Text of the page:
Hurting can be healing and if the center of the person is whole, then all it is is healing.
Are you all familiar with shamanism?
Life centered magic? Not necessarily life centered, but definitely spirit centered, living or otherwise.
In our role-play shamans are primarily healers. Is this the case or do they do more? Oh, they certainly do more though some of it is part of what inspired today’s topic on Dark Shamanism.
The shaman, or feminine shamanka, is a person in tune with both the natural and spiritual worlds. In the shamanic model, the spirit world and the natural world have no real division so all events that take place in the natural world are seen to have a spiritual counterpart as well.
The Greek word for the spirits of the features of the world is “daemon” which just denoted a spirit that exists on a level between humanity and the sovereign divinities. However they may have been thought of, in many cultures the closest thing they even had to “gods” were just elder spirits, beings so old and wise and powerful that you didn’t bother them for fear of showing disrespect.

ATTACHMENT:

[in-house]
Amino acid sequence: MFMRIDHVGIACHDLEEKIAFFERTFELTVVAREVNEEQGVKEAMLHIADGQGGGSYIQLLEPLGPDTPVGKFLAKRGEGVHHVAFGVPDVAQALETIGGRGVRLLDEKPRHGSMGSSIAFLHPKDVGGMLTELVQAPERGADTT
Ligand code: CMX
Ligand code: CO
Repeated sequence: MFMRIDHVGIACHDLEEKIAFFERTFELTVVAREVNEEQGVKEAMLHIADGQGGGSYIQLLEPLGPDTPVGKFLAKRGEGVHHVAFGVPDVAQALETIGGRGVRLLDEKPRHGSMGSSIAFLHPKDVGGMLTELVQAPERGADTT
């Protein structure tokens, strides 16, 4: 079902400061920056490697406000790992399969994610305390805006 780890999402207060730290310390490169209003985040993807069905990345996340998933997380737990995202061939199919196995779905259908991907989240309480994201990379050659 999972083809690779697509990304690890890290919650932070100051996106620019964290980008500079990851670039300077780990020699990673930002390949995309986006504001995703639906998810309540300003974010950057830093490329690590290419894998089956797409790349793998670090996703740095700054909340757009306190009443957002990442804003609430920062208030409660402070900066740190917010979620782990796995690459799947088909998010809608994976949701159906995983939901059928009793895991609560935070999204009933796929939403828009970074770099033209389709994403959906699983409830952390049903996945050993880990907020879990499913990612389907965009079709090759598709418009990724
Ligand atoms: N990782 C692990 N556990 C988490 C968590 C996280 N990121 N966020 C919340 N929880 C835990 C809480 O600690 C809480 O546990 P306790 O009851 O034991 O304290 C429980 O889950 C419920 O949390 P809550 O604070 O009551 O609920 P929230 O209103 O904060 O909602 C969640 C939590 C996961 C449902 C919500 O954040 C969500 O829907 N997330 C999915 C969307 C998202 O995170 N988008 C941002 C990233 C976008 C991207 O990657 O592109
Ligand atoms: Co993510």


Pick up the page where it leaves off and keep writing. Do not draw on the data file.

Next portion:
The shaman you most often hear about is the one who manages to live in peace with the people of their tribe, but it being a big world both naturally and spiritually, often even a “normal” shaman would change and take on characteristics that their people found more disturbing, even in time perhaps intolerable.
So it is not true that shamans tend to be eccentric hermit types? Maybe that image came about because of the narcotics they use to help them focus? Actually, not really. What they had to be willing to do though was separate their own activities from the daily routines of the tribe. The materials a shaman sought for their rituals and healing practices were well outside the normal use or understanding of most of the tribe, and the things the shaman kept observational tabs on often had to be observed in such a way as to not disturb what was being observed. One person could watch and learn and understand. Small groups would disrupt everything.
Was standing apart like that a sort of defense from the tribe? Defense for the tribe, actually.
Even modern neuroscience is establishing a link between genius and creativity and insanity. The shaman would at times withdraw as they felt a phase coming on, and their behaviour while withdrawn led to a great deal of stories about strange human-like monsters in the woods. The legend of werewolves stems from this as even the word shaman is originally of European origin.
The shamanic practices gave their students a broad vision of the world as they knew it and a sense of things as they were happening and as they might happen in the future. It also gave them an altered sense not only of their personal capacities, but even their own identity.
Your thoughts are welcome. Be well friends.